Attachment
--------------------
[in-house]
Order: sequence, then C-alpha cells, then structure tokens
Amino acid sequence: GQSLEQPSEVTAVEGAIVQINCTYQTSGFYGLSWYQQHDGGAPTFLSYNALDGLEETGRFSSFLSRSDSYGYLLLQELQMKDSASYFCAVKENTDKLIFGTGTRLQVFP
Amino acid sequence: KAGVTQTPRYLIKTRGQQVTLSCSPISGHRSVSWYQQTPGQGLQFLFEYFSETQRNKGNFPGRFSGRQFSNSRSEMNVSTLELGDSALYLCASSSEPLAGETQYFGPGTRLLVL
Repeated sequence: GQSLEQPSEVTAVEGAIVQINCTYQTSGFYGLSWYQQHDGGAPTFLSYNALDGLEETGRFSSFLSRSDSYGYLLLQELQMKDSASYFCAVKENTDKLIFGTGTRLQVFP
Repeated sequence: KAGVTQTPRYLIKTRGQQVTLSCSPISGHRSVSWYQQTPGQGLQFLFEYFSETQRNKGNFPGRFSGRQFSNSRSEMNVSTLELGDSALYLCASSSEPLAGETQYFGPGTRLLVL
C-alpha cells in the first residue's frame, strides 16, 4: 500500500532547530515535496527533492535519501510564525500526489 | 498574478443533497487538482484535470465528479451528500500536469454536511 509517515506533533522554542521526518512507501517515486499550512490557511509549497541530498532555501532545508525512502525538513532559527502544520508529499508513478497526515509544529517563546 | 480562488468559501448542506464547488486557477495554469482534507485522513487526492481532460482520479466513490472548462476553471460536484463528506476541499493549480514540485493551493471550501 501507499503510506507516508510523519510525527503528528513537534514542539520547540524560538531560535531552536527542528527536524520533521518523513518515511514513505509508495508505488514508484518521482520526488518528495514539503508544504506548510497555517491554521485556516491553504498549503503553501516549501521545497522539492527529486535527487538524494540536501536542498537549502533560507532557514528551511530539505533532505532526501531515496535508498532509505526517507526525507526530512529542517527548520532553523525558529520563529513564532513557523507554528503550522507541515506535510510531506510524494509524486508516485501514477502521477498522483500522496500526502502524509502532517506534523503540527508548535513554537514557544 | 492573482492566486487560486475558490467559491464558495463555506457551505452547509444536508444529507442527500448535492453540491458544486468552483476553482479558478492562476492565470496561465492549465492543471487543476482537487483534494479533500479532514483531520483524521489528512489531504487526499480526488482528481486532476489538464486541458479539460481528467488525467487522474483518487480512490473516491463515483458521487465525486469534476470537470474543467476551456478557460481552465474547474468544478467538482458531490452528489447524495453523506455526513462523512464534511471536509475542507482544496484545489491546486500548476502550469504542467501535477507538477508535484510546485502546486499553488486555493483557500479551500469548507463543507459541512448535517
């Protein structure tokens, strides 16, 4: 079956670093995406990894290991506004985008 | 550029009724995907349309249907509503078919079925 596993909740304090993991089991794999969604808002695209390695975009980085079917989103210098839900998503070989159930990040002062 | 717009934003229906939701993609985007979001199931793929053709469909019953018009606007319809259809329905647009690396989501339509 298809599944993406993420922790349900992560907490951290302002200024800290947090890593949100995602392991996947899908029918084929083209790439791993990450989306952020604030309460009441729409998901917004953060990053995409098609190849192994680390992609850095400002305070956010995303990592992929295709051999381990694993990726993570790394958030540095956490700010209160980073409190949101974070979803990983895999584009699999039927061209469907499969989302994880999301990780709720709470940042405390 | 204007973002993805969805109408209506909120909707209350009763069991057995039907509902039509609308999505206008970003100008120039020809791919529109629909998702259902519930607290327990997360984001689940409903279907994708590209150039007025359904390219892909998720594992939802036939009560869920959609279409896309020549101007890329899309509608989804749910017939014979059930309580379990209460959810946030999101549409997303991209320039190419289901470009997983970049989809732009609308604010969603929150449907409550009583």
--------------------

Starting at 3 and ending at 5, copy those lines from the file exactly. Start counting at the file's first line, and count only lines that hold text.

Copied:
Amino acid sequence: GQSLEQPSEVTAVEGAIVQINCTYQTSGFYGLSWYQQHDGGAPTFLSYNALDGLEETGRFSSFLSRSDSYGYLLLQELQMKDSASYFCAVKENTDKLIFGTGTRLQVFP
Amino acid sequence: KAGVTQTPRYLIKTRGQQVTLSCSPISGHRSVSWYQQTPGQGLQFLFEYFSETQRNKGNFPGRFSGRQFSNSRSEMNVSTLELGDSALYLCASSSEPLAGETQYFGPGTRLLVL
Repeated sequence: GQSLEQPSEVTAVEGAIVQINCTYQTSGFYGLSWYQQHDGGAPTFLSYNALDGLEETGRFSSFLSRSDSYGYLLLQELQMKDSASYFCAVKENTDKLIFGTGTRLQVFP